Sermon preached September 16, 2012
Text: Mark 8:27-38
Thirty years ago this past summer, just about a mile from here at Holy Cross Lutheran Church, a young woman named Julie and a young man named David said “I do.” Even if I said that we were both sixteen at the time, we still would not be all that young today. Thirty years.
In those years I have had the wonderful opportunity to officiate at a lot of weddings for others. There is a great deal of work and planning that goes into most weddings, that goes into that moment when a couple says, “I do.” But that is just the beginning. Those who think that is the moment in a marriage are mistaken. It is an important moment, but only a beginning. Things are just getting started.
Thirty years ago, Julie and I made that beginning, and a lot has happened in those thirty years. We have three children, all now in their twenties. The day of their births was significant. David wanted to come early. He was born six weeks prematurely on the day one of Julie’s cousins was married. Beth arrived a little early, too. She was born on a Sunday morning right in the middle of the worship service at Roseau United Methodist Church where I was the pastor. You will be pleased to know I missed church that day. Sarah was a little early, as well. Julie was scheduled for a c-section, but Sarah could not wait and the operation happened a few days earlier than expected. Our children were born, named and baptized. But that is just getting started. It is just getting started for them. It is just getting started as a parent. As a parent you don’t just get to name your children then move on.
School began this past week. It is always fun to talk with parents and children about that. At Wednesday dinner I got to hear some wonderful stories from Abby Adamec about school. That first day when your child enters kindergarten is a milestone, for both parent and child. But it is just getting started. I went to kindergarten at Lakeside Elementary, and I was just getting started. K-12, then four years of college, then three years of seminary, then seven more years completing a Ph.D.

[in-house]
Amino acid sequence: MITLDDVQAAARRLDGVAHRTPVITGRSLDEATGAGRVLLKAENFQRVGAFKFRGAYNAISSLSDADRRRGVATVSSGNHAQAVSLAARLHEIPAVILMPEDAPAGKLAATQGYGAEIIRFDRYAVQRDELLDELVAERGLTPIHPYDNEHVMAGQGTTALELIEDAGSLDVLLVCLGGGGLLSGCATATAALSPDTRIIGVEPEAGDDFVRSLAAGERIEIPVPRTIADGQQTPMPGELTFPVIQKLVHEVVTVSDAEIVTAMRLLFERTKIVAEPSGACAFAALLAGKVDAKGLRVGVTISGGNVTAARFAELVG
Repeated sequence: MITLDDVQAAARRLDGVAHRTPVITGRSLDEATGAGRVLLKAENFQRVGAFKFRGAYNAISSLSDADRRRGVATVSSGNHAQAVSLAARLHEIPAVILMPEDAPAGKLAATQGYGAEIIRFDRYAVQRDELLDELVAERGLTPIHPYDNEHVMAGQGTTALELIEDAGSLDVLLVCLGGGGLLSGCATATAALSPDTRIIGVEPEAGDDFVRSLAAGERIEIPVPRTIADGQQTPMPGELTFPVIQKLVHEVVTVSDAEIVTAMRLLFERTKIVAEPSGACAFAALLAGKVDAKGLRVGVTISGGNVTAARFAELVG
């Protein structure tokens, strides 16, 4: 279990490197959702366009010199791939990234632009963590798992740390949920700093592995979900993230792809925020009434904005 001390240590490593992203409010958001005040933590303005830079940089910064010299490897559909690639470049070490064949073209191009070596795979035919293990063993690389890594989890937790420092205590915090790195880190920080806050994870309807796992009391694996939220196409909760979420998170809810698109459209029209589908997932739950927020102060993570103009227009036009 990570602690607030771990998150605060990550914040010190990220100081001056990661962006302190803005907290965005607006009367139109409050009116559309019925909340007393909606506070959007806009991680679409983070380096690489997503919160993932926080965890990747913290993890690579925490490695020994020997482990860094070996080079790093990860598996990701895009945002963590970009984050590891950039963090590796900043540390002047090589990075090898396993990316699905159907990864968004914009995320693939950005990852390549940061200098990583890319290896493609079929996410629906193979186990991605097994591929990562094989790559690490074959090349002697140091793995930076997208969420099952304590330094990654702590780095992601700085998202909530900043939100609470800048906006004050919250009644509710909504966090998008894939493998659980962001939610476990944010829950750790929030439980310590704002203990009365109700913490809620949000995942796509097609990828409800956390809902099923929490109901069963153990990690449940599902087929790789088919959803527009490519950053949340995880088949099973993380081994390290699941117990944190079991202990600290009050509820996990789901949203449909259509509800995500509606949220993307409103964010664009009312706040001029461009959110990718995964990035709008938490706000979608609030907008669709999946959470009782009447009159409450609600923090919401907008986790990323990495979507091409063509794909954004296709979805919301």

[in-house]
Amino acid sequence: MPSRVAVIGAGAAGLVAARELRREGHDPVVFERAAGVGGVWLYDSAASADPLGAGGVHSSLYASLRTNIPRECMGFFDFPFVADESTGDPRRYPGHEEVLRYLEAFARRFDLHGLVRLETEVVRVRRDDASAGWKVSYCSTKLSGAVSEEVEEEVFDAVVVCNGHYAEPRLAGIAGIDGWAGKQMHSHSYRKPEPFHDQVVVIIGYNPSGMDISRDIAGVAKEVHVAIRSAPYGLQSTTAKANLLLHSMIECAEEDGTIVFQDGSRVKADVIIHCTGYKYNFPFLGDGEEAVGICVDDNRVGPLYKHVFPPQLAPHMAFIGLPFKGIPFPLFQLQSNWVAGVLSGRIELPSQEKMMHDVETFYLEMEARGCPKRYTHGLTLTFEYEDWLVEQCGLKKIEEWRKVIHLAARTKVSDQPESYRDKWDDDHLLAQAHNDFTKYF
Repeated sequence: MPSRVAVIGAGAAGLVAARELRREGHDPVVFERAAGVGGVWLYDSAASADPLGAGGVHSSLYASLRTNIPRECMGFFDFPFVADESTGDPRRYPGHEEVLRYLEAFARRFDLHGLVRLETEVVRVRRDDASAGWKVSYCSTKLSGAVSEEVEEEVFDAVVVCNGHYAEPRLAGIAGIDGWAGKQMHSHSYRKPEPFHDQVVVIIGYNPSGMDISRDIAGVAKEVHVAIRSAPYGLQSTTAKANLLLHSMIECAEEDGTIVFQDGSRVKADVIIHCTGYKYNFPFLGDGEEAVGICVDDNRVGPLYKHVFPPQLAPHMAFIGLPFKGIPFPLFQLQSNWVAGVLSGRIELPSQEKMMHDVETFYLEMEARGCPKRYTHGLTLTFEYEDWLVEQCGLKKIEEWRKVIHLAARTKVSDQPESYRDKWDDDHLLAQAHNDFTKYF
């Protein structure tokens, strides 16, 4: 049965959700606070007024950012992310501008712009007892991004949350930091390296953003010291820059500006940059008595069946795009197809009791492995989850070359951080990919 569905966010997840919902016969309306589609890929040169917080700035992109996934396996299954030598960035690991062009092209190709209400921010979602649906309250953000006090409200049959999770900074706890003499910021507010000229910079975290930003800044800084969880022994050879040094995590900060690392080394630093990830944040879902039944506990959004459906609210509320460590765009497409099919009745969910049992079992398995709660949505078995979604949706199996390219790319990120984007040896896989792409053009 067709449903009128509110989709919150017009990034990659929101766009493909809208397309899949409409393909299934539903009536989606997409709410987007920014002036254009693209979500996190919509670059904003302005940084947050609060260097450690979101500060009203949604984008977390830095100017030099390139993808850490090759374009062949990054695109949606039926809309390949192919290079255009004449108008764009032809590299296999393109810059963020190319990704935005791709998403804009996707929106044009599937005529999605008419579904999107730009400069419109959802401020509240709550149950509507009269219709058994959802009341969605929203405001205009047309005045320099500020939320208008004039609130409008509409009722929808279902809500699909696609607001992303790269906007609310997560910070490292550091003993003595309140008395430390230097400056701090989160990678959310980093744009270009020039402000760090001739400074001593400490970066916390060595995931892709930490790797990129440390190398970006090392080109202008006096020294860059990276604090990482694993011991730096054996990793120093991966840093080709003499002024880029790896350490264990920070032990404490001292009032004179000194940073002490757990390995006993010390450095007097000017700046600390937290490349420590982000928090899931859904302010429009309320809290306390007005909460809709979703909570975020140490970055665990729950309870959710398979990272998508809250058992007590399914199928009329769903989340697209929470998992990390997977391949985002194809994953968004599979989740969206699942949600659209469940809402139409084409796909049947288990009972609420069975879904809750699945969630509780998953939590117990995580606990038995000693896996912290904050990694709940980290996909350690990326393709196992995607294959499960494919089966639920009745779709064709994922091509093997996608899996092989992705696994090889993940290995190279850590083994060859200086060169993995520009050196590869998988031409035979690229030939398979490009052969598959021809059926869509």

I like to cook. I am not a great chef or anything, but I like to cook. I know that when you get your recipe out and you put all the ingredients on the counter, you are just getting started. You don’t holler out “dinner’s ready” if that’s only how far you’ve progressed.
I remember an episode of the television show Seinfeld. It is still on quite a bit on re-runs. Jerry is going to pick up a rental car. He is told that they don’t have a car for him. “But I made a reservation.” “I know.” “Isn’t the reservation supposed to hold the car? I don’t think you understand what a reservation is.” “I know what a reservation is.” I don’t think you do. You know how to take the reservation. Anyone can take a reservation. You just don’t know how to hold the reservation, and that’s really the most important part of the reservation.” Taking a reservation is just getting started.
There is something of that just getting started thing happening in the Gospel reading for today. Jesus inquires about who people think he is, and then asks who the disciples think he is. Peter: “You are the Messiah.” It is often translated, “You are the Christ.” Apparently Peter is spot on. You get the sense from the way the conversation moves forward, however, that Peter thinks this is it. It is going to be easy street from here on out. They have discovered who Jesus is, and now it is just a matter of sliding into glory.
In the starkest, boldest terms, Jesus says, “no.” Jesus says, “you’re just getting started.” Here is how he says it. First he tells them all that suffering is on the horizon. Then he says: If any want to become my followers, let them deny themselves and take up their cross and follow me. For those who want to save their life will lose it, and those who lose their life for my sake, and for the sake of the gospel, will save it. To say Jesus is the Christ is just getting started.